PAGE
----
The Secret Coke Recipe on “This American Life?” My Dad Found That

Ira Glass and crew have caused quite a stir with a radio show in which they rediscover what may have been an early formula for Coca-Cola. The one my father, Charles Salter, found in 1979.

The Secret Coke Recipe on “This American Life?” My Dad Found That


Maybe you heard the story that went viral today about how the original recipe for Coke may have been revealed after being closely guarded by the company for 125 years. ABC, CBS, NPR, Time, USAToday, Al Jazeera English–everybody’s on the case. Maybe you’ve seen the photo of the hand-written recipe in question (above). My dad, Charles Salter, took that photograph 32 years ago as a columnist for the Atlanta Journal-Constitution.

The column was called the “Georgia Rambler.” He’d travel the state looking for colorful people and places, often stories with a historical bent. One of his best sources was the late Everett Beal, a fishing buddy of his who worked as a pharmacist in Griffin, Ga. One day, Everett showed my dad his prized possession, a leather-bound book of recipes that had once belonged to a pharmacist named R. R. Evans, who was good friends with another pharmacist named John Pemberton. The John Pemberton who created the original syrup to make Coke.

“Coco Cola Improved” was scrawled by hand on page 188, above a list of ingredients. My dad asked Everett if he thought it was the original formula for Coke. “I believe it is,” Everett told him. This is that formula:


Fluid extract of Coca: 3 drams USP
Citric acid: 3 oz
Caffeine: 1 oz
Sugar: 30 #
Water: 2.5 gal
Lime juice: 2 pints (1 qrt)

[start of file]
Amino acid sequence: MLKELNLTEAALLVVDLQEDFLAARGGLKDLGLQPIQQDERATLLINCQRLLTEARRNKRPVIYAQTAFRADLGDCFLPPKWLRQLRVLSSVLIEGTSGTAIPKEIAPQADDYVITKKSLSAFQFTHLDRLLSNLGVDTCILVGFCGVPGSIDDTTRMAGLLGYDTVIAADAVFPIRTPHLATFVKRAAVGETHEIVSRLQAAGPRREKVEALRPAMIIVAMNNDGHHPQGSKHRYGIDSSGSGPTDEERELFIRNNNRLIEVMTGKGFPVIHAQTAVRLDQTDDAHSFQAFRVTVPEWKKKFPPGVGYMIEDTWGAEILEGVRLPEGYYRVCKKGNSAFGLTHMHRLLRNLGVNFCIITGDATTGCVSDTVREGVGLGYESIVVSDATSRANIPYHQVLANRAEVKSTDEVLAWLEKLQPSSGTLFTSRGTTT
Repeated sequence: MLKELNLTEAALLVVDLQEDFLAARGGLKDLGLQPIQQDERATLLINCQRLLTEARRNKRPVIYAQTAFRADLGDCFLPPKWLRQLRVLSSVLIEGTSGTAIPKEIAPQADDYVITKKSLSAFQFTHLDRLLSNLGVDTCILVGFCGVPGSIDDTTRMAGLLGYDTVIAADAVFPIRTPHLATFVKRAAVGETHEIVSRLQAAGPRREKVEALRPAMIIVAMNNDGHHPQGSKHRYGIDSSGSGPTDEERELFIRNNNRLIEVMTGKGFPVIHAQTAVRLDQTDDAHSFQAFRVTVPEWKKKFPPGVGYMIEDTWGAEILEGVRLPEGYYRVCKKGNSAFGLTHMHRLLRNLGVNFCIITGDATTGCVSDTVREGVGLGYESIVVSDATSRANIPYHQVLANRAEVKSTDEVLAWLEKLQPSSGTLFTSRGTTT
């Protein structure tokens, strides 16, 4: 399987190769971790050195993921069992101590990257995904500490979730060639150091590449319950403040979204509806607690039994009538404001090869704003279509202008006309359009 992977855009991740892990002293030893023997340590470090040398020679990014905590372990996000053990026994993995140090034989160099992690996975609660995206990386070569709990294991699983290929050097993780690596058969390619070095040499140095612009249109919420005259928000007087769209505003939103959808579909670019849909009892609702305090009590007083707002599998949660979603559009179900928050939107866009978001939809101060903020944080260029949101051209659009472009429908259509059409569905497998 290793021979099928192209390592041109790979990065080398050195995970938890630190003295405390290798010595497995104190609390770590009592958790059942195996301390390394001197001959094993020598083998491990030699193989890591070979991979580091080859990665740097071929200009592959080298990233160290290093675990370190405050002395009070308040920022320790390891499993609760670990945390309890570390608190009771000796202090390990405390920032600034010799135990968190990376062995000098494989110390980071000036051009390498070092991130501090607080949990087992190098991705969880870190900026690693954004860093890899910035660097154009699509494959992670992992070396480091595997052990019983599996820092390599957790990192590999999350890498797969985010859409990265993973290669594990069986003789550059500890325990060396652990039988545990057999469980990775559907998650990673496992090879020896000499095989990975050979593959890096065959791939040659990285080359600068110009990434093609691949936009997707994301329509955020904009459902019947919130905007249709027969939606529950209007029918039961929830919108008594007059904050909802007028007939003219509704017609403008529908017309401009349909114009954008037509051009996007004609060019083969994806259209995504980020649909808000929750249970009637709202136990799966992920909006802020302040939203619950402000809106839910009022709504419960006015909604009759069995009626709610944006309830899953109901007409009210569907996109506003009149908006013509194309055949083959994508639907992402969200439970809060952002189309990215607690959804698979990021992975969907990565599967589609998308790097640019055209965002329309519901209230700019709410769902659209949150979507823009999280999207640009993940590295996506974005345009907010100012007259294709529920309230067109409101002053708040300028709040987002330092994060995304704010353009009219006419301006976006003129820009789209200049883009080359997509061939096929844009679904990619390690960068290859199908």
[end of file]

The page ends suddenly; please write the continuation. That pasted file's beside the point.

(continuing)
Vanilla: 1 oz
Caramel: 1.5 oz or more to color

The secret 7X flavor (use 2 oz of flavor to 5 gals syrup)
Alcohol: 8 oz

Orange oil: 20 drops

Lemon oil: 30 drops

Nutmeg oil: 10 drops

Coriander: 5 drops

Neroli: 10 drops

Cinnamon: 10 drops

Meanwhile, back in Atlanta, my dad showed a photo of the recipe to Coke and asked them the same question. “We don’t as a company comment on or confirm or deny any information you present to us about the formula for Coca-Cola,” my Dad quoted a spokesman saying.

You would think a column blowing the lid off Coke’s big secret would be front-page news in its home-town paper. A column with a photo of the recipe. But on February 18, 1979, “Is It Real Thing in Old Book?” ran inside the local news section, on 2B. And that was that. Remember, this was pre-Internet. This was even pre-cable news. CNN wouldn’t launch for another year. So the Coke column remained a favorite story my dad would recount, and he’d bring out that old photo of the recipe book cradled in Everett Beal’s weathered hands.

Fast forward three decades. Last year “This American Life” did a Georgia Rambler show inspired by the column. When my wife, a producer on the show, shared the Coke column, host Ira Glass was intrigued: What if it was the real recipe? What if he could make it and taste it for himself?